Have you read Patti Smith’s 2010 memoir, Just Kids?
If not, come by and pluck it from my bookshelf— I keep an extra copy around for visitors who haven’t read it. (The same goes for Katherine Dunn’s Geek Love, but let’s talk about that one another time.)
So, what’s the big deal about Just Kids? It’s a love letter to Robert Mapplethorpe— but also to herself as she writes with raw abandon the story of their artistic beginnings: of moving to New York, of youth, of self discovery, of authenticity, of love, of friendship, of being just kids.
Beginnings. What do you call creative? To me, the true mark of an artist is someone who savors the beginnings. Who doesn’t love the beginnings? You’ve got nothing to prove, there’s no comparing yourself to others, you’re just exploring the unknown. You’re living for the creative process, the “blank canvas,” so to speak. But, also in those beginning stages, and in order to create freely, you’re not trying to ward off a society that tends to be “results driven,” because you don’t know about that yet. And when you don’t know about it, you’re free to create something real.
Self Discovery. Self discovery is a happenstance of creating art. During this process, you’re gaining insight into your strengths— you’re creating with emotion. But still… you overthink, you edit, and then eventually it becomes yours— and with time and dedication you unearth your potential, your voice grows, and you throw away your uncertainty.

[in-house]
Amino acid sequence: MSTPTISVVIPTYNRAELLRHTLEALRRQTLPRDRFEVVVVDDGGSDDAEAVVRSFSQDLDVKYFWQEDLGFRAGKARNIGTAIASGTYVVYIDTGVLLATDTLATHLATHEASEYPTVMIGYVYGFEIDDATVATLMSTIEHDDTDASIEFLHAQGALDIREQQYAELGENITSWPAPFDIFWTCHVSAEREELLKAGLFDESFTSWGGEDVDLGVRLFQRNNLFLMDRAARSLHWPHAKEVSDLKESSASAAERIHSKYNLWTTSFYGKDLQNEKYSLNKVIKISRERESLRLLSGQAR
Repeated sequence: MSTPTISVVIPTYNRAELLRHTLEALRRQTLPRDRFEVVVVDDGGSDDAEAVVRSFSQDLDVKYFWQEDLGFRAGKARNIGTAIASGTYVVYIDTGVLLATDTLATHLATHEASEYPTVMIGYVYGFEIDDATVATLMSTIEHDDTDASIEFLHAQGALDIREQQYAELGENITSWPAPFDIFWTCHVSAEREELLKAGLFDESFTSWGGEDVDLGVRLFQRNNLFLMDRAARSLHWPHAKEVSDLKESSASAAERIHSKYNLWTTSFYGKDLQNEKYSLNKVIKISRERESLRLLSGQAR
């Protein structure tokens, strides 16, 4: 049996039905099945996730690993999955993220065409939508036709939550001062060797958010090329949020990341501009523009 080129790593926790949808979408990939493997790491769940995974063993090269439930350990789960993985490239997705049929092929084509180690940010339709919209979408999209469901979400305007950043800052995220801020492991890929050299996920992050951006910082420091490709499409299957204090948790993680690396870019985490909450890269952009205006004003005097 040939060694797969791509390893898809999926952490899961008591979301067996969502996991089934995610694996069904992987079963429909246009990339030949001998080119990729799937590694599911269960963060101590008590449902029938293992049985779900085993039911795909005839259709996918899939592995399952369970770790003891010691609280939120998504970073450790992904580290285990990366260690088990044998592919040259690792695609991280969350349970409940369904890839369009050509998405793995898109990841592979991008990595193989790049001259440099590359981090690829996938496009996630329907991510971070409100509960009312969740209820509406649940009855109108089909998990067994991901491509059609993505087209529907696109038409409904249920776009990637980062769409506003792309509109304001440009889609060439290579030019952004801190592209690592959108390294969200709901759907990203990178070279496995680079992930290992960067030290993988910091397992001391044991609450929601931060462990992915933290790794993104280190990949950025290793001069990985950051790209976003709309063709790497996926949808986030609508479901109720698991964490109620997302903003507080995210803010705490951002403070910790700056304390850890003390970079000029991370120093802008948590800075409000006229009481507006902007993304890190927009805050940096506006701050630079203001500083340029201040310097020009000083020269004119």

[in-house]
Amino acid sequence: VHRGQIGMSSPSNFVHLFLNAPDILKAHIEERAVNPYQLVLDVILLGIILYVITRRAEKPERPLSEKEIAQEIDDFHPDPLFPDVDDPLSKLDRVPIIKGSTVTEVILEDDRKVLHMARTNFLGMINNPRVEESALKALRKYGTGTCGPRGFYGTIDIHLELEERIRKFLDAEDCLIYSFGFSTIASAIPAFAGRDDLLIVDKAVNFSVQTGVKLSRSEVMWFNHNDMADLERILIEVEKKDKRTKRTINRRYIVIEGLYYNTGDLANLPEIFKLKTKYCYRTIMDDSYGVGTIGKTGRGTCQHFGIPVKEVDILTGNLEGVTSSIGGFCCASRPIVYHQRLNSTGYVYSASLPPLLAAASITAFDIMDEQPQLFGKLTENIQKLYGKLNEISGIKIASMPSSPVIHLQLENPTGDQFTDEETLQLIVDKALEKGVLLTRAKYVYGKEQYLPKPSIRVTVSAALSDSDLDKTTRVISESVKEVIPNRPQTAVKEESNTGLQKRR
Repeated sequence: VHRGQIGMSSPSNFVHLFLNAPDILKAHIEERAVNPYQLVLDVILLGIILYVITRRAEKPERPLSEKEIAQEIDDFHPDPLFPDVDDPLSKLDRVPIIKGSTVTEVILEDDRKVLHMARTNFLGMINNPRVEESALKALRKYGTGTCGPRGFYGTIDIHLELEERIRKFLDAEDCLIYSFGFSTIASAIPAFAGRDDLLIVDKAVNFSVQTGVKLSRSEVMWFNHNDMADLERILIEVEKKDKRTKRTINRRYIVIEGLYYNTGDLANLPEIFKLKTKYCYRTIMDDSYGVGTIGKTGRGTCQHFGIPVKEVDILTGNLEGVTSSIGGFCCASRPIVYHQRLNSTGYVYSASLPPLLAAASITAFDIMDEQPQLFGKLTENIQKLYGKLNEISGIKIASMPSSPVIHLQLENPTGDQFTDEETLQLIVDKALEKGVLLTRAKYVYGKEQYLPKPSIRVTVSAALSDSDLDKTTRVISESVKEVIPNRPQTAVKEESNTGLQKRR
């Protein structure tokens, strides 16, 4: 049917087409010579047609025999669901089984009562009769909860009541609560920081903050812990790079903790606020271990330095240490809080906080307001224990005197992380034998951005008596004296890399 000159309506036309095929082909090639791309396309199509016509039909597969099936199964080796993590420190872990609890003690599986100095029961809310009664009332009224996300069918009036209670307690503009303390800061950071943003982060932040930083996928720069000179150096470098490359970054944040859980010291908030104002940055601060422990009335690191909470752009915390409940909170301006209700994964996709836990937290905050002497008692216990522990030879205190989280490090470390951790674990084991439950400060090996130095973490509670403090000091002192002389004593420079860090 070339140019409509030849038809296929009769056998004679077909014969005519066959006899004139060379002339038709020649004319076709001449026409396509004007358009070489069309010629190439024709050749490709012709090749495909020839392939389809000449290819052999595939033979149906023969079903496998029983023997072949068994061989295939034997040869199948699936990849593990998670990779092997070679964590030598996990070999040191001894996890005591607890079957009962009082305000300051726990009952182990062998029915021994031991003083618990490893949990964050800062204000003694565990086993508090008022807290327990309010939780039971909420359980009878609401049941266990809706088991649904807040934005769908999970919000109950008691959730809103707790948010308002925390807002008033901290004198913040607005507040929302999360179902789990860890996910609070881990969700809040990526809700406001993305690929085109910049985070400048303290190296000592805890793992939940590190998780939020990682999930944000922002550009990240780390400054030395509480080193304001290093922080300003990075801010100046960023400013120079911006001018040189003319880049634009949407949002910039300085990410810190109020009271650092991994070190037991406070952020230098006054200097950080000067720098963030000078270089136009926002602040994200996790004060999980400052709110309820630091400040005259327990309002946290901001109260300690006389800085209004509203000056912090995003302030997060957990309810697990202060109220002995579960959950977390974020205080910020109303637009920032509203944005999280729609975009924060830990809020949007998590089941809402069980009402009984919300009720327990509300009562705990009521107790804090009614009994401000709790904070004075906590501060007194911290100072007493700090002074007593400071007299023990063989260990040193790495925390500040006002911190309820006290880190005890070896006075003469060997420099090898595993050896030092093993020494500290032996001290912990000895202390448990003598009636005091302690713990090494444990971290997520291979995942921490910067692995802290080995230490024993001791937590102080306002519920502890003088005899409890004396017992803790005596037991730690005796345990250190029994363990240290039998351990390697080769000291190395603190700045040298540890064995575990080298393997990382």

Authenticity. You’re not aiming to please and you’re not creating for the masses— you’re creating for yourself, you’re proud, and you know sooner or later you’ll find your following.
It’s been decades since I thought of my own artistic beginnings in this way— but why? Who says my artistic beginnings aren’t still beginnings?
Isn’t that what this blog is? The great unknown— unknown, sure. But, it’s also a place to be myself. To experience newness. To be authentic.
So, what do I hope to offer to you as the reader? In my first post, “Hello It’s Me,” I had no idea.
But now… now I know.
My aim is true.
Happy 73rd Birthday, Patti Smith.
*Did you notice the excessive use of the words “you,” “your,” and “you’re” in this post? That was intentional— Hear your own voice first. Pay attention to what drives you and no one else.